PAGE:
Several months earlier, Smadar and I had attended the wedding of a young member of the Issa clan. We had listened to endless complaints from Issa's secular supporters, many of them doctors, lawyers, professionals, and intellectuals, about Sheikh Sarsur's Islamic administration -his inability to repair the city's antiquated sewage system or to develop the planned industrial zone, the fact that a main road had to be repaved because the initial contract had been awarded to a company owned by Sarsur's Islamic cronies rather than a competent firm. The municipality was trying to segregate boys and girls of all ages in school. They also blamed Sarsur for failing to rid Kafr Qassem of drugs, the result, they said, of the town's high youth unemployment rate. They hated the religious "thugs" whom they said Sarsur deployed to break up parties where alcohol was served and to intimidate girls who wore short skirts. The Issa family wedding had marked the unofficial inauguration of Abdul Rahim Issa's mayoral campaign. More than four hundred people attended the party, where coffee, Coca-Cola, beer, and sodas flowed endlessly and all the wedding guests and prospective voters were invited to a four-course luncheon and an opportunity to chat with the former and perhaps future mayor, who was nattily dressed in a three-piece brown suit, his thinning hair slicked back for the occasion. The electrified rock music and traditional Arab folk songs broadcast throughout the neighborhood had drowned out the muezzins' calls to prayer that hot afternoon. Smadar's presence had generated enormous excitement-particularly among young Arabs. Village residents were avid fans of Smadar's weekly radio broadcast, which featured news from Arab countries, and her frequent appearances on Israeli television on the Arabic and Hebrew channels made her a celebrity in Kafr Qassem. Smadar, followed by me, was ushered into the bride's family's house to meet the nervous, heavily made up future Mrs. Issa, who wore typically modern Arab dress for the occasion-a floor-length, green-satinbrocade evening gown and a rhinestone tiara that glistened under the fluorescent lights. Blushing with heat and excitement, she welcomed us in Hebrew and Arabic. Young villagers formed a tight circle around Smadar and grilled her about the peace process and her latest trip to Egypt. Would the Saudis support Arafat despite their anger over the PLO's alliance with Iraq in the Gulf war? What would peace mean for Israel's Arabs? In their T-shirts, jeans, and loafers, speaking good Hebrew, chewing gum, and singing modern Israeli rock songs, these young Arabs seemed no different from Israeli Jews, and they clearly wanted to be treated no differently. If ever they were truly accepted in Israeli society, the appeal of Sarsur's Islamic puritanism would surely diminish in this suburb of Tel Aviv, Israel's jazzy Mediterranean capital. Polls supported my hunch. Israeli opinion surveys showed that while Arabs in general were more religious than Jews and while Arabs in towns like Kafr Qassem had experienced a religious revival in the 198os (as had Israeli Jews and Christians), the long-term trend among Jews and non-Jews alike, due to steady improvement in education, was a steady decline in religious observance. 111 Such well-educated Israeli Islamists as Sheikh Darwish and lbrahim Sarsur were exceptions to Israel's secular trend. But true acceptance of Israeli Arabs by Israel's Jewish majority could not be assumed, given the historic hostility and mutual suspicion between the communities-each with its own claim to the land, its own monuments, its own memories, its own fears. Fatin Issa, the mayor's nephew, and his young friends complained about the humiliating discrimination they experienced each day-being stopped and checked at roadblocks simply because their Israeli passports identified their "nationality" as "Arab." At best, Smadar told me, Israeli Jews were indifferent to the well-being of their fellow non-Jewish citizens.101 Vv%en she had proposed a magazine article on the heated election in Kafr Qassem, her editor had shrugged: "Who wants to read about them?" For their part, Sarsur's supporters had shunned the wedding party with its alcohol, dancing, and Western music-all haram to devout Muslims. They mocked Abdul Rahim Issa, their fifty-three-year-old opponent, as the "chronic candidate," reminding voters of the piles of discarded liquor bottles that once littered the city park at the entrance to this hilly town. Islamists also whispered about Abdul Rahim's second wife, Yehudith a blond, blue-eyed Jew who had fallen in love with the mayor and married him twelve years ago. An Islamic Front leaflet contended that Prime Minister Rabin was Yehudith Issa's uncle. Sarsur's Islamic movement had also sought a campaign endorsement from an unlikely source-Arafat's secular PLO, whose new peace treaty with Israel was hugely popular among Israeli Arabs. For his part, "Mr. Palestine" wanted the backing of the Israeli Islamists for his peace bid with Israel. Arafat had offered to support Sheikh Darwish's Islamic Front in the municipal elections if the Islamists would endorse the PLO's peace accord and abandon Hamas, which condemned the agreement. The Islamic Movement of Israel, ever pragmatic, had agreed. Thus, at the annual commemoration of the thirty-seventh anniversary of the Kafr Qassem massacre, only a few days before the election and a month after the 1993 Israeli-PLO peace accord was signed in Washington, Sarsur read aloud a letter he had extracted from the PLO chief. "The blood of the people of Kafr Qassem was not spilled for naught," Sarsur solemnly declared in words that chairman Arafat had supposedly written for the occasion. "The massacre was a sacrifice for peace, part of the great price we paid for the establishment of our national homeland. I pray that Israeli Arabs will help unite the Palestinian people." The letter from Arafat, the PLO's secular icon, was a triumph for the Islamic Movement of Israel. The massacre of Kafr Qassem had become just another campaign prop. Ibrahim Sarsur was reelected narrowly and the Islamic Movement of Israel, thanks to a little help from its godless PLO allies still had a popular mandate to spread Islam's message in this small part of the Jewish state.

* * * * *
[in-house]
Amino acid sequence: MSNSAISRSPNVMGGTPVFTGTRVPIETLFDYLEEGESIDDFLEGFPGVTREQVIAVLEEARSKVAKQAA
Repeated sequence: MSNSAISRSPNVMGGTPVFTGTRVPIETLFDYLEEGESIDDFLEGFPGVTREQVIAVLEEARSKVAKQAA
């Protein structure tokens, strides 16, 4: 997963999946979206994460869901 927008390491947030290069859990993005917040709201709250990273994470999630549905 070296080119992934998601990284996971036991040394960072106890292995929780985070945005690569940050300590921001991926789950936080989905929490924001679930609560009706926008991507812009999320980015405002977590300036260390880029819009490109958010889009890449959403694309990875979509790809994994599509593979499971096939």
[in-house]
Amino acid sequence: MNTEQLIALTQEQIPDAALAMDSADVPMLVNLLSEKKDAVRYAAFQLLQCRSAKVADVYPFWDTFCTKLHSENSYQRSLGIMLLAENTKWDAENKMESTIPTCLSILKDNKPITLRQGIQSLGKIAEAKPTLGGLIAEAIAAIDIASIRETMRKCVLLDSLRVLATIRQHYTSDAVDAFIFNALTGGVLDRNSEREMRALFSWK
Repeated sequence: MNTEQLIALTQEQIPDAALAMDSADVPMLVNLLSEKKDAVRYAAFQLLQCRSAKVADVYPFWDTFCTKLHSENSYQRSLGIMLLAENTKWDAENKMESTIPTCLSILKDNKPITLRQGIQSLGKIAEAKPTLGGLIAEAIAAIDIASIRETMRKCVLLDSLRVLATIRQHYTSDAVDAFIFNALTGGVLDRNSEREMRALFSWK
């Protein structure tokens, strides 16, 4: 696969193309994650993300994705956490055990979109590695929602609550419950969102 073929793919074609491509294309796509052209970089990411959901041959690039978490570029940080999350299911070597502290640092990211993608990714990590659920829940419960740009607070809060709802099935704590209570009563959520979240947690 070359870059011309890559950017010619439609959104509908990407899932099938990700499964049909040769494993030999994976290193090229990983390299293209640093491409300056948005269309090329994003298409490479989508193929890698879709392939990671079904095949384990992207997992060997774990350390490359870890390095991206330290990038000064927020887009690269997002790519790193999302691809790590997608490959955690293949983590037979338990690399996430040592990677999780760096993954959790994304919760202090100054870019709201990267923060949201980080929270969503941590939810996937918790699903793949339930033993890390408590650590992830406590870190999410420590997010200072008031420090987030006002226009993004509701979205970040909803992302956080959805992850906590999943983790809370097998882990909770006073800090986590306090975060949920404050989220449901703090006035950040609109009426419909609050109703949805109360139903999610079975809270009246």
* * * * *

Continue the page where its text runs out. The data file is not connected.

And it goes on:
ISRAEL'S ISLAMIC MOVEMENT continued to gain political ground, but more slowly, in the 1993 municipal elections. Though the number of Islamic representatives grew from fifty-one to fifty-nine and the number of communities in which the movement won seats increased from fourteen to sixteen, Islamism in Israel, once the fastest-growing political movement within the Green Line, seemed to be reaching a plateau.104 Mayor Sarsur soon had difficulty forming a town council in Kafr Qassem. Though he had won reelection, the "tribal" loyalties he had once dismissed as a relic of the past had reemerged. Only after months of negotiations-and concessions to the secular Issa clan and other opponents-was Sarsur able to secure their participation in his "Islamic Alliance." Meanwhile, in Umm al-Fahm, a city of twenty-eight thousand Muslims nestled on a large, steep hillside overlooking a central valley in Israel, another victor, Sheikh Raid Salah Mahajneh, was facing similar problems. In 1989, at age thirty, Sheikh Raid, another graduate of the Islamic college in occupied Hebron, had been elected mayor with almost 75 percent of the votes, having unseated the incumbent Communist Party candidate -one of the Mahamids, a rival clan. Some hailed this earnest, soft-spoken young preacher as the future leader of the entire Islamic movement in Israel-a natural successor to, if somewhat more radical than, the current chief, the amiable Sheikh Darwish. Sheikh Raid was widely credited with having lent a sense of dignity and self-reliance to his hometown. He had fulfilled his campaign promise to raise money locally for a huge new $2 million mosque whose glistening gold dome now dominated the town's skyline, to clean up and repave the sloping, narrow streets of this hillside town, and to build new kindergartens, drug centers, and health clinics, which the government resisted funding. Among his first acts as mayor was to donate part of his own small salary to the bankrupt local treasury. His town council had banned alcohol -as had Kafr Qassem and most Islamicrun municipalities-built a segregated high school and gender-segregated bus stops, and opened a new Islamic soccer league whose members wore long trousers and opened each game with a prayer. In a very short time, Umm al-Fahm, which meant "mother of coals," had undergone one of the more remarkable transformations in its six-hundred-year history. Sheikh Raid told me that the Islamic revival in Umm al-Fahm was part of a universal trend among all faiths. Why should the West fear Islam more than it did increased synagogue attendance in America or the rebuilding of churches in Eastern Europe? Sheikh Raid had not always been so tolerant of Jewish revivalism. In October 1989 he had complained to a local Islamic paper about the Jewish conspiracy to destroy Jerusalem's Al-Aqsa Mosque, "the heart which gives us life and unity." He had quoted the "Protocols of the Elders of Zion," saying that the Jewish Third Temple had to be rebuilt on the ruins of Al-Aqsa. The Jews, he said, had built "secret tunnels" under the shrine to blow it up. 101 The sheikh had also parroted Hamas's line on the immorality of a negotiated peace that relinquished Palestinian land. "Historic truth emphasized," he said, that all of Palestine was waqf a religious endowment, which could not be "sold, bought, or granted." 106 Sheikh Raid made no secret of having met Hassan Turabi, Sudan's militant Islamic leader and another arch Israeli foe. Like his Sudanese mentor, Sheikh Raid had denigrated the peace talks before the Oslo accord as a "circus." After Oslo, he said little about the peace accord, neither embracing nor denouncing it. But his deputy had met in early 1993 with Muhammad Salah, the American Hamas leader I had seen in prison. Had he known about or approved of the meeting? Sheikh Raid would not say. But along with Sheikh Darwish, he was actively involved in trying to mediate and defuse the incipient civil war between Arafat's Palestinian Authority and Hamas. In the 1989 election Sheikh Raid had emphasized his Islamic identity, calling for an end to voting along clan lines. Though technically he belonged to the Mahainehs, one of the city's four major clans, he had downplayed his family origins, urging all Muslims to unite to improve the city's dismal conditions. But by the 1993 elections Sheikh Raid was facing an increasingly demanding constituency. Now he, too, embraced the clan politics he once shunned, emphasizing his "Mahajneh" connection, and won handily. Thus, while Israel's Islamic movement had instilled in Israeli Muslims new self-reliance and pride, it had not managed to overcome the age-old clan rivalries that were a hallmark of most Arab societies. If the Islamists were going to institutionalize themselves, their movement would have to accommodate itself to, and superimpose itself on, this durable extended-family and clan structure. Israel's democracy had demonstrated, at least for the time being, a striking limitation of the militants' campaign to change politics, and human nature itself, through religious faith.